Date of Award

December 2021

Document Type


Degree Name

Master of Science (MS)


Human Factors Psychology

Committee Member

Rich Pak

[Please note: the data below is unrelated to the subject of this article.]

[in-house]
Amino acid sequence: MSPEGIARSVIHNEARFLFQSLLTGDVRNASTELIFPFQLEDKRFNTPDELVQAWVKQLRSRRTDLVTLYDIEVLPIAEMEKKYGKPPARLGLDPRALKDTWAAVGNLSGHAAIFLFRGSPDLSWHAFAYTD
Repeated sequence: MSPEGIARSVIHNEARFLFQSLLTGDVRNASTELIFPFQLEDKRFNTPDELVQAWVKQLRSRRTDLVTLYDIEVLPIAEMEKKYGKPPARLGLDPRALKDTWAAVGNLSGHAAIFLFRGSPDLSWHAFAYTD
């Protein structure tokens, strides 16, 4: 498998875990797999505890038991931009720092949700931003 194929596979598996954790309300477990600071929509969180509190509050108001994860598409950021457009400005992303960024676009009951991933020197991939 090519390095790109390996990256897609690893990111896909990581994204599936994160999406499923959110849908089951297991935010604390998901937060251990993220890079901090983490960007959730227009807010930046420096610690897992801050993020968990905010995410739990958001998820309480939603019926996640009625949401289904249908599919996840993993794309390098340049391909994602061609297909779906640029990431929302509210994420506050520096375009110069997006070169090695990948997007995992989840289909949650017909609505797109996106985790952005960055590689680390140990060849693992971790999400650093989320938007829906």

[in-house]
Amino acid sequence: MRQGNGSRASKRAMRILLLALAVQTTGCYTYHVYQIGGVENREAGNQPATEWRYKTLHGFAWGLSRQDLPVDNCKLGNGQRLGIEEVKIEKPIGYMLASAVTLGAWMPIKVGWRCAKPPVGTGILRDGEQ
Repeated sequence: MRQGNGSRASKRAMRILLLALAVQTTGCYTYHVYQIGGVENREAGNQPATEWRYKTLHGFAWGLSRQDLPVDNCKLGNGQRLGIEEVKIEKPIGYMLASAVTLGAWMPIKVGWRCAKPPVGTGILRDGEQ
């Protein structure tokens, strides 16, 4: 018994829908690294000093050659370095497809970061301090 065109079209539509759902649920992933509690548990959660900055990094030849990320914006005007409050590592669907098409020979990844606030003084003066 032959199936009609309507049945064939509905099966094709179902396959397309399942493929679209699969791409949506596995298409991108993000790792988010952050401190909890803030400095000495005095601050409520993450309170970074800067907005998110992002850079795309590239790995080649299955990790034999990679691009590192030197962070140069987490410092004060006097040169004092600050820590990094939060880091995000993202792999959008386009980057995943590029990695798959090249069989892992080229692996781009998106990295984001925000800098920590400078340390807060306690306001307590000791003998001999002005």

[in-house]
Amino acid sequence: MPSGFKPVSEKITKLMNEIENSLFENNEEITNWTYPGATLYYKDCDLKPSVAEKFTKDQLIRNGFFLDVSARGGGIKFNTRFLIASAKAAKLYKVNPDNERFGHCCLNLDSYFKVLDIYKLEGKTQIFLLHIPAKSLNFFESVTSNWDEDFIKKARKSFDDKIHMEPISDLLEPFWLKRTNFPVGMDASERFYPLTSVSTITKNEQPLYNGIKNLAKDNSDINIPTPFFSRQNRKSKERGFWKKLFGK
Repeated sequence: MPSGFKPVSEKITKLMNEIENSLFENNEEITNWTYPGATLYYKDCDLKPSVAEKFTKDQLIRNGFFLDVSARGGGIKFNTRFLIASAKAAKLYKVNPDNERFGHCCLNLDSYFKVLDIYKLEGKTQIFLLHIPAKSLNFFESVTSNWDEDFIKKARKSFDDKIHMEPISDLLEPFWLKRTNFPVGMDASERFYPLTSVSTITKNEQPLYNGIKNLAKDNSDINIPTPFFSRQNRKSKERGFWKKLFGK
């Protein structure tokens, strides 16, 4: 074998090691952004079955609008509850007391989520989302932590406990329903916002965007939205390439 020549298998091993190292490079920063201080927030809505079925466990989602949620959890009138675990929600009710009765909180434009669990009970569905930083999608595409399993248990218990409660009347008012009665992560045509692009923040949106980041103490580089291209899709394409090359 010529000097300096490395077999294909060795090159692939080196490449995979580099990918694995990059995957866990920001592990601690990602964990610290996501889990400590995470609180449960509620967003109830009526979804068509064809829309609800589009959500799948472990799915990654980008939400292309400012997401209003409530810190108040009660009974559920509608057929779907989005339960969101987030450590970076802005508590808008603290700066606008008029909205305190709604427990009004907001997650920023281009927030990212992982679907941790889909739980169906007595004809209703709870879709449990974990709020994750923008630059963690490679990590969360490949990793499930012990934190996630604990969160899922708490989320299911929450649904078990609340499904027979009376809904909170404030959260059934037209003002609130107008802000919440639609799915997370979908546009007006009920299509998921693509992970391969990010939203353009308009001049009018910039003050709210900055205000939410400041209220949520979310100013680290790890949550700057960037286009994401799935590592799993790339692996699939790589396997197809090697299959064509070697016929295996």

Technologies such as voiced automation can aid older adults aging in place by assisting with basic home and health tasks in daily routines. However, currently available voice assistants have a common design - they are vastly represented as young and female. Prior work has shown that humans apply stereotypes to human-computer interactions similarly to human-human interactions. When these stereotypes are activated, users may lose trust or confidence in the device or stop using it all together. The purpose of this study was to investigate if users can detect age and gender cues of voiced automation and to understand the extent to which gender, age, and reliability elicit stereotypic responses which were assessed using history-based trust. A series of health-related voice automation scenarios presented users with voice assistants varying in gender, age, and reliability. Results showed differences in age and gender perceptions across participant age groups but no differences for overall trust. A three-way interaction showed that when voiced automation reliability was low, participants rated the young female voice assistant as significantly more trustworthy than all other voice assistants. This work contributes to our understanding of how anthropomorphic characteristics like age and gender in emerging technologies can elicit varied trust responses from younger and older adults.



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